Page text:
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Posted on Nov 10, 2016 in Politics, Society

Train to the Southern District

Train to the Southern District

MTR South Island Line may cause more inconvenience than benefit to the community

by Tiffany Lui

The Mass Transit Railway Corporation (MTR) has recently announced that due to the construction work in Admiralty station, the South Island Line (East) may launch at early 2017.

The South Island Line (East) will connect the Southern District, including Ocean Park, Wong Chuk Hang, Lei Tung and South Horizons, to the existing Admiralty station.

The Southern District has been suffering from serious traffic congestion for decades since most of the vehicles rely on the Aberdeen Tunnel to get to the heart of Hong Kong Island.

There are traffic jams almost every morning in the Aberdeen tunnel as more than 70 per cent of residences rely on the tunnel to get to other parts of Hong Kong

There are traffic jams almost every morning in the Aberdeen tunnel as more than 70 per cent of residences rely on the tunnel to get to other parts of Hong Kong

The Transport Department has put forward a proposal to establish several new bus and minibus routes to improve traffic congestion in the Southern district, after consultation and looking at the data from the bus and minibus companies.

Several new routes will be established – for example, minibus 51B that links Tin Wan Estate with the future Wong Chuk Hang MTR station – but other routes will be rerouted or cancelled, like Citybus 71 and 75, which serves Central and Wong Chuk Hang.

Some commuters are skeptical about the ability of the new MTR line in resolving traffic problems. They believe that the plan will bring more inconvenience to the Southern District.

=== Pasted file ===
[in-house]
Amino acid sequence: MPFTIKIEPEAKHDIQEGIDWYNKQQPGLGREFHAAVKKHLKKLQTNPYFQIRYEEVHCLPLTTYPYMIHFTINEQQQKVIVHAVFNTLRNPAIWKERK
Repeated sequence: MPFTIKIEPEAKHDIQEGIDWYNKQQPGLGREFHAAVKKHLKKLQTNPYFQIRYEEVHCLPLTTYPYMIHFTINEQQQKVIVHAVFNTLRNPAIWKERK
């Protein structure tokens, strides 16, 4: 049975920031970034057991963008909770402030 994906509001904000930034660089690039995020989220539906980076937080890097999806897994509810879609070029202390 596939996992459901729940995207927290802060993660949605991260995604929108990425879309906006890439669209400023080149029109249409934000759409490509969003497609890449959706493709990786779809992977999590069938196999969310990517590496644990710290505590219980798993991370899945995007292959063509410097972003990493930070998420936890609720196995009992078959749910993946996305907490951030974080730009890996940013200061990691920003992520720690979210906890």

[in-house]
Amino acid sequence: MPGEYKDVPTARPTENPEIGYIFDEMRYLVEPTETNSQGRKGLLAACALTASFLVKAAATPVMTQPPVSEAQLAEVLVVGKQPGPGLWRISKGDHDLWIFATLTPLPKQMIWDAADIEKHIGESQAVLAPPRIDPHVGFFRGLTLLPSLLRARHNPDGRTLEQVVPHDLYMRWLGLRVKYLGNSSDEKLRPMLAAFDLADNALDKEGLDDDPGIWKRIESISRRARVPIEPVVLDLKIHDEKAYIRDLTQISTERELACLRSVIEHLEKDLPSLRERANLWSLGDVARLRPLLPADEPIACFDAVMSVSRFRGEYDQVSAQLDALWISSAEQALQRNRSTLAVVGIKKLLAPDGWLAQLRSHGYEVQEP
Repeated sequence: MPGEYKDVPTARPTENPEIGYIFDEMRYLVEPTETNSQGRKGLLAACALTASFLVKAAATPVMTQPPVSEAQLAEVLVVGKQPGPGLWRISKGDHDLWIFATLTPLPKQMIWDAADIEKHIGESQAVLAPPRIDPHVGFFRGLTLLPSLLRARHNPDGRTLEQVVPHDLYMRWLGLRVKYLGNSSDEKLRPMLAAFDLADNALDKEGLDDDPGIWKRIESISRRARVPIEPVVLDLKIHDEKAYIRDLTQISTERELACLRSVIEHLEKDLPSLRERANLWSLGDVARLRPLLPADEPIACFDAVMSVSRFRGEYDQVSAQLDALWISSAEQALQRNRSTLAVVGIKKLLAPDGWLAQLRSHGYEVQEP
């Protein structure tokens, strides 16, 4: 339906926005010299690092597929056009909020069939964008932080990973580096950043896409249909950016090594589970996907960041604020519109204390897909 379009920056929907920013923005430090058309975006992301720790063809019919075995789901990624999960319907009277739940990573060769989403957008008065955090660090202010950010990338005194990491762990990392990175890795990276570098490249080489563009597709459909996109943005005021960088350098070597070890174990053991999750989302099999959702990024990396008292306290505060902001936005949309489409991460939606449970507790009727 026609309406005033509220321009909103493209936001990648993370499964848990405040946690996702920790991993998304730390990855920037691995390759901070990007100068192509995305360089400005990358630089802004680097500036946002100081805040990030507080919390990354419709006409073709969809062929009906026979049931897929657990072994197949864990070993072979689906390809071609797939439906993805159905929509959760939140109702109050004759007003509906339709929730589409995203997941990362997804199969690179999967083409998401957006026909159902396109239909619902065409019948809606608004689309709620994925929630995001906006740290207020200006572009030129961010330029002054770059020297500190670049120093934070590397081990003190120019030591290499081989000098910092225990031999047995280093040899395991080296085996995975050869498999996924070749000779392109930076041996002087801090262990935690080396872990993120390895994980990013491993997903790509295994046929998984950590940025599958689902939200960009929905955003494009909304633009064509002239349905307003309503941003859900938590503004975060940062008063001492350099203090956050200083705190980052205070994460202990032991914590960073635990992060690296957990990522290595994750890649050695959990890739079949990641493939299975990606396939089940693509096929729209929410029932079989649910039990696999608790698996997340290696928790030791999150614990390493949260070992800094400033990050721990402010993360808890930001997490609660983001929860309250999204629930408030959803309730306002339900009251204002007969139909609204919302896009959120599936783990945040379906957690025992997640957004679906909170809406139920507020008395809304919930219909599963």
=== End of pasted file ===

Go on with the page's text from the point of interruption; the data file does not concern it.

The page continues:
Nine community interest groups – including Western District Transport, SH Concern Group and Imaging Wong Chuk Hang – have set up a Concern Alliance to call for actions to bring residents’ voices to the Transport Department and the Southern District Council.

“I think the Transport Department has underestimated the number of people who travel in and out of the district everyday during peak hours,” Clive Law Siu-yin, a member of the South Island Line Concern Alliance, said.

According to the MTR website, there will be a total of ten trains, each with three carriages, serving the South Island Line (East). Law is concerned that the number of people who will be affected by the cancellation of bus routes in the Southern District is larger than the number of people the MTR line can serve.

It may not be possible to increase the trains’ capacity in the future since the platform’s design can only fit at most 3 train carriages

It may not be possible to increase the trains’ capacity in the future since the platform’s design can only fit at most 3 train carriages

Changes to bus and minibus routes serving the Southern District will be carried out within three to six months. But the Concern Alliance believes that these changes may not serve the community well.